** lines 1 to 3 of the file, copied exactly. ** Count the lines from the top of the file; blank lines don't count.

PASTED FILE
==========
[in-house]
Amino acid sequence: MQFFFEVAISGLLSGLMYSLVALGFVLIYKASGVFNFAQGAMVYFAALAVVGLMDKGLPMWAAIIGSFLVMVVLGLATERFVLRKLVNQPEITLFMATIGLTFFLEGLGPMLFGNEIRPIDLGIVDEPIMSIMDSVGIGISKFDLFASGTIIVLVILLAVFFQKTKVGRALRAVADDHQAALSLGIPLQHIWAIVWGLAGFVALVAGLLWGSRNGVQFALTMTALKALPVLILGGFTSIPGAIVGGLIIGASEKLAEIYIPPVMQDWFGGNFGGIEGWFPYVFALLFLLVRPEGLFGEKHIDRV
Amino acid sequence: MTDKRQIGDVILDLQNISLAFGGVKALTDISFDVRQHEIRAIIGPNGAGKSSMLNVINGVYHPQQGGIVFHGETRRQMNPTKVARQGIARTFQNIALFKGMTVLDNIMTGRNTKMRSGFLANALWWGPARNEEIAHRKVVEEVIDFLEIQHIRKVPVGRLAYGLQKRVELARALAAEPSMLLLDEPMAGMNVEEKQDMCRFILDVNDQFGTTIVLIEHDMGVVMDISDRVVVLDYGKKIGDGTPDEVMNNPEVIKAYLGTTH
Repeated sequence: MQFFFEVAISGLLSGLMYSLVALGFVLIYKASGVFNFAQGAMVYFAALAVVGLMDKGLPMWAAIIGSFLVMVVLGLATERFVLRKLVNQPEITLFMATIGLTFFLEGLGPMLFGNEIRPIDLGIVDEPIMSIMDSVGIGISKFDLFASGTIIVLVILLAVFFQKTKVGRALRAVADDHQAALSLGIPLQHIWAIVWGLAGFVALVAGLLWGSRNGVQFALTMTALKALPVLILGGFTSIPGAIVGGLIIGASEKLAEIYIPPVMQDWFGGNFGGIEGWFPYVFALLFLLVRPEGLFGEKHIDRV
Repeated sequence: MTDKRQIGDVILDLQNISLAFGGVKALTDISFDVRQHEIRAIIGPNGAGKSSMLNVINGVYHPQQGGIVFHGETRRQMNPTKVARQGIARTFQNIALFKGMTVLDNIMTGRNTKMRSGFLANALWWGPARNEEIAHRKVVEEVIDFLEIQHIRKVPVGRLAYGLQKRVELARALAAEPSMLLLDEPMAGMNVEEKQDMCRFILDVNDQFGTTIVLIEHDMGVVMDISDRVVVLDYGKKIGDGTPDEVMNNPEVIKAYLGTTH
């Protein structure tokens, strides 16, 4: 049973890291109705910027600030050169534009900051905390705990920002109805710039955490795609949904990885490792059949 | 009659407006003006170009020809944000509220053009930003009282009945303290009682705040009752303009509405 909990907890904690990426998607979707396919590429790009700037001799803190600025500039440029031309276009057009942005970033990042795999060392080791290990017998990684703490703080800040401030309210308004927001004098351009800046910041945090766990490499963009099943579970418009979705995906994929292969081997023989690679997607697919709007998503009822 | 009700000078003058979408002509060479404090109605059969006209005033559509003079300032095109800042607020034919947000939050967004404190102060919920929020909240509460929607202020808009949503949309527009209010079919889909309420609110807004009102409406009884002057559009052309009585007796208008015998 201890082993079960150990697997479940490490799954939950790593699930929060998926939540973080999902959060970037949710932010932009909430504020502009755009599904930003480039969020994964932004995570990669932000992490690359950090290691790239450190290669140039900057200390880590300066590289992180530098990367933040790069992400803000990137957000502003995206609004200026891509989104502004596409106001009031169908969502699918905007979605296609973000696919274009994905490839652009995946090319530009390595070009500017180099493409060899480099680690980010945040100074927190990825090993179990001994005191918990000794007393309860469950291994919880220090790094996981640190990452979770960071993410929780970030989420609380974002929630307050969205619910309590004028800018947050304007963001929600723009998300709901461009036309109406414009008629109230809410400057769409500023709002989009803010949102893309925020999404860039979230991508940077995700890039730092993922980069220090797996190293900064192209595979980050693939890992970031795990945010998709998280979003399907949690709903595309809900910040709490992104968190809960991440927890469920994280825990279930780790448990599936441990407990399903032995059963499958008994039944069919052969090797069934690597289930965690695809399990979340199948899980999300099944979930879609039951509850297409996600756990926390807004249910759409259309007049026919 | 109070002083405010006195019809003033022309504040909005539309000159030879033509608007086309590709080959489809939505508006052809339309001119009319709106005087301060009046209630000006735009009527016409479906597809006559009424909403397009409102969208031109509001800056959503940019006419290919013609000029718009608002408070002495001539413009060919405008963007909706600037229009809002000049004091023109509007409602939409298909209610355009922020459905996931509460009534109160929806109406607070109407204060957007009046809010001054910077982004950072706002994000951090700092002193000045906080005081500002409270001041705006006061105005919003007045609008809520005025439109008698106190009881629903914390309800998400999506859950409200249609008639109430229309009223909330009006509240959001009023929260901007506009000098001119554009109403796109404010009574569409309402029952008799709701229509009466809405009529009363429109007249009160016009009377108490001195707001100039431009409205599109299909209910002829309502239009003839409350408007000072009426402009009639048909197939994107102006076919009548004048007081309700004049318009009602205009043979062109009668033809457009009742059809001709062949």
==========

[in-house]
Amino acid sequence: MQFFFEVAISGLLSGLMYSLVALGFVLIYKASGVFNFAQGAMVYFAALAVVGLMDKGLPMWAAIIGSFLVMVVLGLATERFVLRKLVNQPEITLFMATIGLTFFLEGLGPMLFGNEIRPIDLGIVDEPIMSIMDSVGIGISKFDLFASGTIIVLVILLAVFFQKTKVGRALRAVADDHQAALSLGIPLQHIWAIVWGLAGFVALVAGLLWGSRNGVQFALTMTALKALPVLILGGFTSIPGAIVGGLIIGASEKLAEIYIPPVMQDWFGGNFGGIEGWFPYVFALLFLLVRPEGLFGEKHIDRV
Amino acid sequence: MTDKRQIGDVILDLQNISLAFGGVKALTDISFDVRQHEIRAIIGPNGAGKSSMLNVINGVYHPQQGGIVFHGETRRQMNPTKVARQGIARTFQNIALFKGMTVLDNIMTGRNTKMRSGFLANALWWGPARNEEIAHRKVVEEVIDFLEIQHIRKVPVGRLAYGLQKRVELARALAAEPSMLLLDEPMAGMNVEEKQDMCRFILDVNDQFGTTIVLIEHDMGVVMDISDRVVVLDYGKKIGDGTPDEVMNNPEVIKAYLGTTH